Science News

Cuba Exhibits a Sudden Curiosity in Carbon Buying and selling

1952 Chevrolet in Havana.1952 Chevrolet in Havana. CC BY-SA 3.0, Link

Guest essay by Eric Worrall

h/t Dr. Willie Soon; Cuba’s dictatorship has developed a sudden interest in converting the poverty the Cuban people into hard currency carbon credit payments.

Despite socialist scepticism, Cuba shows interest in carbon trading 

Published on 30/09/2020, 12:24pm

In its national climate plan, Cuba indicated it would like to sell carbon credits on an international market, a concept previously opposed by socialist allies

By Joe Lo

Cuba has suggested it wants to get paid to reduce emissions, if a controversial global carbon credit scheme is set up.

In an updated climate plan submitted to the UN this month, Cuba says it “intends to use cooperative approaches that involve the use of mitigation results of international transfer” under Article 6 of the Paris Agreement.

An international carbon market to put Article 6 into practice is still under negotiation. It would allow countries to sell any over-achievement of their emissions reductions targets, for other countries or corporations to count towards their carbon-cutting commitments.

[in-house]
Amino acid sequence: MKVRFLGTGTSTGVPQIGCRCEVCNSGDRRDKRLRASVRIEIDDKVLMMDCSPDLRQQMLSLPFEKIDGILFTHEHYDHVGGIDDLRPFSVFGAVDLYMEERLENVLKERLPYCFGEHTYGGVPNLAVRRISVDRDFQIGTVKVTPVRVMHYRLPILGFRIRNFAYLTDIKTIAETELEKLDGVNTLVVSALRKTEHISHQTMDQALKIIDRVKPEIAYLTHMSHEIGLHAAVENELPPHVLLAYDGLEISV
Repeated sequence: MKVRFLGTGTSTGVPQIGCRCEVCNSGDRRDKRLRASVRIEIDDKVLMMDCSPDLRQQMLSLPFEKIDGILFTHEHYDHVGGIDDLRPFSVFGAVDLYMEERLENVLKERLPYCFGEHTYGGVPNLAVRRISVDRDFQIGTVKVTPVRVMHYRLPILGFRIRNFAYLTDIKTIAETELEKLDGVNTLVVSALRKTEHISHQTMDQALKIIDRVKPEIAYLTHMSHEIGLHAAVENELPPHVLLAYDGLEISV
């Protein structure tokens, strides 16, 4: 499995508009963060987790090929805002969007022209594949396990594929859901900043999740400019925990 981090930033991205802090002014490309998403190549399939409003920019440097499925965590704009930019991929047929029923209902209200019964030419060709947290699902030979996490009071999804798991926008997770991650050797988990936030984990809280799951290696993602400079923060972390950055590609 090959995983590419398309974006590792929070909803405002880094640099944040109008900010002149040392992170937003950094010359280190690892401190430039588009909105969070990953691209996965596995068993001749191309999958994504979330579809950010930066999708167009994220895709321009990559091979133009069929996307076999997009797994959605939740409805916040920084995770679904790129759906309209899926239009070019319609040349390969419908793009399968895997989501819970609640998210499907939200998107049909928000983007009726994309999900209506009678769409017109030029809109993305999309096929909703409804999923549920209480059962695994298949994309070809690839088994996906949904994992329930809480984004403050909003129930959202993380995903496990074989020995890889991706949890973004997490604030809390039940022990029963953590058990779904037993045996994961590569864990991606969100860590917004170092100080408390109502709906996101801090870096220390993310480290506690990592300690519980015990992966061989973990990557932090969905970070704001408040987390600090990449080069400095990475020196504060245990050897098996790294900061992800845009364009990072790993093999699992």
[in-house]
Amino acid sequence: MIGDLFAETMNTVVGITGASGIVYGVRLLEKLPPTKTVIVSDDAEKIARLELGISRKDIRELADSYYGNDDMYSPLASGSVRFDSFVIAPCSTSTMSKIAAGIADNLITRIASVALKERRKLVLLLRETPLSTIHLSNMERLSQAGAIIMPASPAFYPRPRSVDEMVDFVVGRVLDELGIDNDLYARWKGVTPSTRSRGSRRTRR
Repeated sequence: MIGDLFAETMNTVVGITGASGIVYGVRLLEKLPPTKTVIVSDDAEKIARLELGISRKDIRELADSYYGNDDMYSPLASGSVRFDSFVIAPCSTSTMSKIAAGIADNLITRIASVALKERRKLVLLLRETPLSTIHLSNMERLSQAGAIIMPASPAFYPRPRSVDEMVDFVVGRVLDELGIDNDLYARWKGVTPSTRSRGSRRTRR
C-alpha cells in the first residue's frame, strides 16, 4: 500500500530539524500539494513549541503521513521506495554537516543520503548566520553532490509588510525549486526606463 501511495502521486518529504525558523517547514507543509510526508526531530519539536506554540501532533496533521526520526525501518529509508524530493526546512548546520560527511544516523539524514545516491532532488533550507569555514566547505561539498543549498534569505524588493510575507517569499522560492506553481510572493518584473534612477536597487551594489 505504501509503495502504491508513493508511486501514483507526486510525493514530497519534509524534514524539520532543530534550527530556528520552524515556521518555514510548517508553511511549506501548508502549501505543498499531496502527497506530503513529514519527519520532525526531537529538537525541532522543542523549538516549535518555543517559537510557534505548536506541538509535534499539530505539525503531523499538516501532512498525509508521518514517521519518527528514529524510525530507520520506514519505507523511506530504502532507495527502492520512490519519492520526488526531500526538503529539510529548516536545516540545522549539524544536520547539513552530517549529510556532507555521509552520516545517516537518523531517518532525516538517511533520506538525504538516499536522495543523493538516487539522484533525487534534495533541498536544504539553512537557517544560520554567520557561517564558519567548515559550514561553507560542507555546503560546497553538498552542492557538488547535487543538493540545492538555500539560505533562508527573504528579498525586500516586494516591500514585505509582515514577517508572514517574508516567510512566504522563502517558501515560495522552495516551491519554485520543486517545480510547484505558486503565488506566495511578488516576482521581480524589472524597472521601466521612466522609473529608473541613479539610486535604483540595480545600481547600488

This concept has long been controversial, particularly with left-wing governments allied to Cuba like Venezuela and Bolivia. They prefer “non-market measures”.

Read more:

In my opinion Cuba’s sudden interest in carbon credits is likely an ominous development for ordinary Cubans.

Being a dictatorship, all Cuba has to do to qualify for substantial payments from the European Union and other carbon markets is accurately measure the misery of the Cuban people, then take away some of their stuff.

For example, a substantial portion of Cuba’s automobile fleet are decrepit, ancient US automobiles left over from the relative prosperity of the Batista regime. If Cuba were to say arbitrarily ban automobiles older than 15 years, on the grounds they emit too much CO2, instant carbon credit. Nobody the regime cares about would suffer, and its not like ordinary Cubans would be allowed to object. The regime might even make a few extra bucks selling the ancient wrecks to collectors.

Let us hope the idea of carbon credit payments doesn’t catch on with even worse regimes.

Like this:

Like Loading…

Related Articles